1. [7]
    The comment was not relevant to the matter the tribunal had to decide and it had no bearing on the tribunal’s decision. If it had been important, the tribunal could have called Mr Wickham Senior to give evidence. While the interjection was unfortunate, it did not result in tribunal error.

Did the tribunal err in fact?

  1. [8]
    Findings of fact by a tribunal will not usually be disturbed on appeal if the facts inferred by the tribunal, upon which the finding is based, are capable of supporting its conclusions, and there is evidence capable of supporting any inferences underlining it.[6] An appellate tribunal may interfere, however, if the conclusion at first instance is ‘contrary to compelling inferences’ in the case.[7] 
  1. [9]
    Mr Egerton says the tribunal did not give any weight to Mr Harding’s evidence even though he said he was a credible witness.
  1. [10]
    The tribunal carefully explained why it preferred Mr Wickham’s evidence over Mr Harding’s evidence. The tribunal referred to the inconsistency in Mr Harding’s evidence that the bus was (or was not) straddling the white line.[8] The tribunal found the damage to the bus inconsistent with Mr Harding’s version of events.[9] The tribunal found that Mr Wickham was stationary at the time of the collision because Mr Harding did not see Mr Wickham but Mr Wickham did see Mr Harding.[10] The evidence can support the tribunal’s findings and I can find no compelling reason to come to a different view.
  1. [11]
    Mr Egerton’s submissions to the appeal tribunal explain the geometry of a turning bus. The tribunal had the benefit of evidence to that effect and submissions by Mr Egerton. The tribunal did not accept those submissions and it is not my task to re-examine those submissions and, perhaps, to come to a different view.
  1. [12]
    Finally, Mr Egerton submits that the tribunal did not take proper account of the rules relating to giving way to buses[11] or passing or overtaking a vehicle displaying a do not overtake sign.[12]
  1. [13]
    The tribunal acknowledged Mr Egerton’s submissions about the road rules[13] but found that the existence of the rules did not, of themselves, mean that Mr Wickham was automatically liable.[14] The tribunal decided its task was to decide which driver caused the collision. It is implicit in the tribunal’s decision that it did not consider that Mr Wickham did breach the road rules. I agree with the tribunal’s approach. Its task was not to determine whether there had been a breach of the road rule, but to determine who caused the collision. Whether or not there was a breach of the road rules is a matter for a different hearing.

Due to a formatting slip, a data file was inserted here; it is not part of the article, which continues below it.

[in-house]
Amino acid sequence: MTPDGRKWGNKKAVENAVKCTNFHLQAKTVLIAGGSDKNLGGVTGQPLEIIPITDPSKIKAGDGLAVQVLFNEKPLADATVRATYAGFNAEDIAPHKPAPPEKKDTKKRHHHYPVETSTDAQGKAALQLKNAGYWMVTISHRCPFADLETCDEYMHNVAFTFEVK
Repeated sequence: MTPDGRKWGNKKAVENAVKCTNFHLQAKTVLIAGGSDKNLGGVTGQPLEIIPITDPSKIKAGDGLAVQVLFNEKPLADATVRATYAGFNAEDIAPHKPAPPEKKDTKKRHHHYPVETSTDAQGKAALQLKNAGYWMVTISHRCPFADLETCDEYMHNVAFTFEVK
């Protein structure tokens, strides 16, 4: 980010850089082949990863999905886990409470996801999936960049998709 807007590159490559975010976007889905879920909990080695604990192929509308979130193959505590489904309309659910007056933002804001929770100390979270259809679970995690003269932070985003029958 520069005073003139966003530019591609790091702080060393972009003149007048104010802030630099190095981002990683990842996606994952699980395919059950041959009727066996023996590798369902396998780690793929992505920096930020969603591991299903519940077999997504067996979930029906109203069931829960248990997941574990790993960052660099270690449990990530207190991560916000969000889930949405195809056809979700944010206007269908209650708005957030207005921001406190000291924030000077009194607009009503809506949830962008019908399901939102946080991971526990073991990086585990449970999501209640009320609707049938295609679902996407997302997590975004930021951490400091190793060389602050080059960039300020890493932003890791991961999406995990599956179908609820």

1. [14]
    There is no reasonably arguable case that the tribunal was in error. Leave to appeal should be refused.

Footnotes

[1]QCAT Act, s 142(3)(a)(i).

[2]Pickering v McArthur [2005] QCA 294 at [3].

[3]Transcript page 1-16, line 15.

[4]Transcript page 1-25, line 29.

[5]Transcript page 1-13, lines 19 – 22.

[6]Dearman v Dearman (1908) 7 CLR 549 at 561; Fox v Percy (2003) 214 CLR 118 at 125-126.

[7]Chambers v Jobling (1986) 7 NSWLR 1 at 10.

[8]Transcript page 1-36, line 41 to page 1-37, line 5.

[9]Transcript page 1-37, lines 5 – 11.

[10]Transcript page 1-37, lines 13 – 23.

[11]Transport Operations (Road Use Management – Road Rules) Regulation 2009 (Qld) s 77.

[12]Ibid s 143.

[13]Transcript page 1-34, lines 6 – 18.

[14]Transcript page 1-35, lines 44 – 46.

Close

Editorial Notes

  • Published Case Name:

    William Egerton t/as Koala Blue Tours v Stuart Wickham

  • Shortened Case Name:

    Egerton v Wickham

  • MNC:

    [2017] QCATA 25

  • Court:

    QCATA

  • Judge(s):

    Senior Member Stilgoe

  • Date:

    20 Feb 2017

Appeal Status

Please note, appeal data is presently unavailable for this judgment. This judgment may have been the subject of an appeal.